Jackie Trost awoke Monday to a job prospect, one so compelling that within minutes, she’d cobbled together her application: a 15-word sentence and a 29-second video.
Wearing an eye mask that read “Warning: Do Not Disturb, Disturbed Enough Already,” Trost bragged in the video clip about how she had once fallen asleep while standing up and leaning against her shower wall.
“I think I’d be a perfect fit,” she said, cracking a smile.
With that, she pulled down the eye mask and submitted her application for a dream job, indeed – professional sleeper.
Casper, which launched eight years ago as an online-only mattress company, is hiring people with “exceptional sleeping ability” and “a desire to sleep as much as possible” to exercise those natural talents for money.
Those tapped to be “Casper Sleepers” will snooze in the company’s stores and “in unexpected settings out in the world,” serving as real-life mannequins and in-house influencers whose catnaps and siestas will be spun into “TikTok-style content.”
“This is not a dream, and this is not a drill,” a Casper spokeswoman said in a TikTok video announcing the job posting.
For nearly a decade, the “bed-in-a-box” retailer has sold mattresses online with free returns after 100 nights, a new concept when it launched in 2014.
“Before we started this company, the idea of sleeping on your mattress before you bought it just didn’t exist,” one of the five co-founders, Philip Krim, told The Washington Post in 2018.
Their gambit paid off: Casper raked in $1 million in its first month of business and more than $100 million in its first full year, The Post reported.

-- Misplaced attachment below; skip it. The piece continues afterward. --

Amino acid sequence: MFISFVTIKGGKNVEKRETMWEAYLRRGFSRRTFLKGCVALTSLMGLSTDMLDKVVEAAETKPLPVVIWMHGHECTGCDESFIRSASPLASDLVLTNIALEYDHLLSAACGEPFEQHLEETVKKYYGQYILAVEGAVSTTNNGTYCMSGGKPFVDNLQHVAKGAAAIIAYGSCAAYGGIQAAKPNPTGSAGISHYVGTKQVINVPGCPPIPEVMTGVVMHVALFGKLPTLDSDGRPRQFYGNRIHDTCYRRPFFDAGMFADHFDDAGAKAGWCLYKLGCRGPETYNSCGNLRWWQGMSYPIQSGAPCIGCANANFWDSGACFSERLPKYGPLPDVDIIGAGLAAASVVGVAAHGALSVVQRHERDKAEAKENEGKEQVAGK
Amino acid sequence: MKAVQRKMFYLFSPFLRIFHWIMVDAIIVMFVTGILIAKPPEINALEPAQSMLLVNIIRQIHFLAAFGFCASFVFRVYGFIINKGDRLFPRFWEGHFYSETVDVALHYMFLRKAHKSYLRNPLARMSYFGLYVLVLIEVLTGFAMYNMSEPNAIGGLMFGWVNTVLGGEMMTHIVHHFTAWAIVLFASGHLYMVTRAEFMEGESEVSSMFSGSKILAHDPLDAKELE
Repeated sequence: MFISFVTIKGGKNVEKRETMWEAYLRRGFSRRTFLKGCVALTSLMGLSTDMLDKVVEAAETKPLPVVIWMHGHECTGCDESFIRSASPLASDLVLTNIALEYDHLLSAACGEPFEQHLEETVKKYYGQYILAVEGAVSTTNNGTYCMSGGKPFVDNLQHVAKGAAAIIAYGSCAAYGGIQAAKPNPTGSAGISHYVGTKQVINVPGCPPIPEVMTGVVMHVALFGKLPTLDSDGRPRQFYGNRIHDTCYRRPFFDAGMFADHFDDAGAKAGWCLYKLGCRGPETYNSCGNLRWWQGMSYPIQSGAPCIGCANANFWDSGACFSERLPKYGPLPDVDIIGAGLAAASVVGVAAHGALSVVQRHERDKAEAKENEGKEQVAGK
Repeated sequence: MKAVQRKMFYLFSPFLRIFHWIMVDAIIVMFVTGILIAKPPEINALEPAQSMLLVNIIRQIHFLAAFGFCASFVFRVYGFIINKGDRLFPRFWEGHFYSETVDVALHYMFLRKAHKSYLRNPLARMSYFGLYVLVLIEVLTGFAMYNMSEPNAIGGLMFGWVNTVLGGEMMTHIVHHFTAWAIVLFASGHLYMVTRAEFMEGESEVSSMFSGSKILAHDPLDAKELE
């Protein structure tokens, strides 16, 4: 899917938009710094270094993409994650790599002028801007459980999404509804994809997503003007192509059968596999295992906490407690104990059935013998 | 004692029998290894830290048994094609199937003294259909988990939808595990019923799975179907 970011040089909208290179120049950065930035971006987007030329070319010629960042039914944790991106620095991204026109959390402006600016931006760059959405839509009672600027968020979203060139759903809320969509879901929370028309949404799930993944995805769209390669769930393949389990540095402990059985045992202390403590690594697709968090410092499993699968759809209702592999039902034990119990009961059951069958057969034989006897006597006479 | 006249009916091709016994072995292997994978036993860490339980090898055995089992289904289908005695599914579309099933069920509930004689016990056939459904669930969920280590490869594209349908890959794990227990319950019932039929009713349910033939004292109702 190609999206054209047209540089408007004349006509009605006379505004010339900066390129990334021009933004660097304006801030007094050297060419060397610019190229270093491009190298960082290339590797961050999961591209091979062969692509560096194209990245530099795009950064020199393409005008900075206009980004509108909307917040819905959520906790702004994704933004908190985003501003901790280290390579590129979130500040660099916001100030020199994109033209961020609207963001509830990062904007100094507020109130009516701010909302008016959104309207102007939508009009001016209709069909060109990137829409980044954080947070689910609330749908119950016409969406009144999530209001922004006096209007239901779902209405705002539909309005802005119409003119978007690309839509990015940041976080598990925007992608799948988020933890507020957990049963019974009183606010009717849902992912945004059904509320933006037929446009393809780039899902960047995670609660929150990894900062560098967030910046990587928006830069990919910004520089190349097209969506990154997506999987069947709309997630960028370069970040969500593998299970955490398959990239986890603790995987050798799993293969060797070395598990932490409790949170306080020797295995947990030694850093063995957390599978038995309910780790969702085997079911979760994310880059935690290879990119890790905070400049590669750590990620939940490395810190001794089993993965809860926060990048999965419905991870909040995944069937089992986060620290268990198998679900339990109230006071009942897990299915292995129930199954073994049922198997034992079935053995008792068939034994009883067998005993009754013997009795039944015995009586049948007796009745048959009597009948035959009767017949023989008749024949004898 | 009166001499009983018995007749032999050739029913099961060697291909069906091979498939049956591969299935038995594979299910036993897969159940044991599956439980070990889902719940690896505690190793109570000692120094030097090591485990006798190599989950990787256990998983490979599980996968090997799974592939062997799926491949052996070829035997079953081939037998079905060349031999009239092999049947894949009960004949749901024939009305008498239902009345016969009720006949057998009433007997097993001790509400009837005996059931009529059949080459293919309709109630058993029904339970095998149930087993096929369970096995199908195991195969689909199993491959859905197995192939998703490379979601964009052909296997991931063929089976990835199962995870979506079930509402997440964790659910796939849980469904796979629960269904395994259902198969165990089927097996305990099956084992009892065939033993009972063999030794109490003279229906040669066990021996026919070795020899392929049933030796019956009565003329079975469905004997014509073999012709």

But Casper’s founders quickly realized they’d underestimated how much people valued the physical experience of mattress shopping.
When they first opened for business, a would-be customer came to the company’s office at the time, a one-bedroom apartment in New York City.
“On Day One, we had someone knock on our door and say, ‘I’m here to try out the mattress,’ ” Krim said. “That’s when we realized, by accident, just how important the physical experience was going to be.”
In 2015, the company opened several pop-up stores, with Chief Creative Officer Luke Sherwin, a co-founder, telling The Washington Post at the time that “one of our biggest challenges is educating consumers that an amazing mattress can be bought online.”
While employees offered coffee and waffles to lure people into the pop-up in the Georgetown area of Washington, D.C., Sherwin told The Post that “D.C. has a large community of Casper fans already.”
“Millennials are definitely sharing their love of Casper online,” he added. “They post the most YouTube unboxing videos and Instagram photos, but our customers are all ages.”
More than seven years later, Casper is trying to make inroads on TikTok, Gen Z’s social media platform of choice. It’s working, at least with Trost.
In her video application, she said she had just woken up to a notification about the job posting.
Before getting out of bed, she fired up her camera and rubbed some sleep out of her eyes – all evidence that “it already looks like I’m doing a good job,” she said.
Trost could not be immediately reached for an interview early Tuesday, presumably because she was sleeping.
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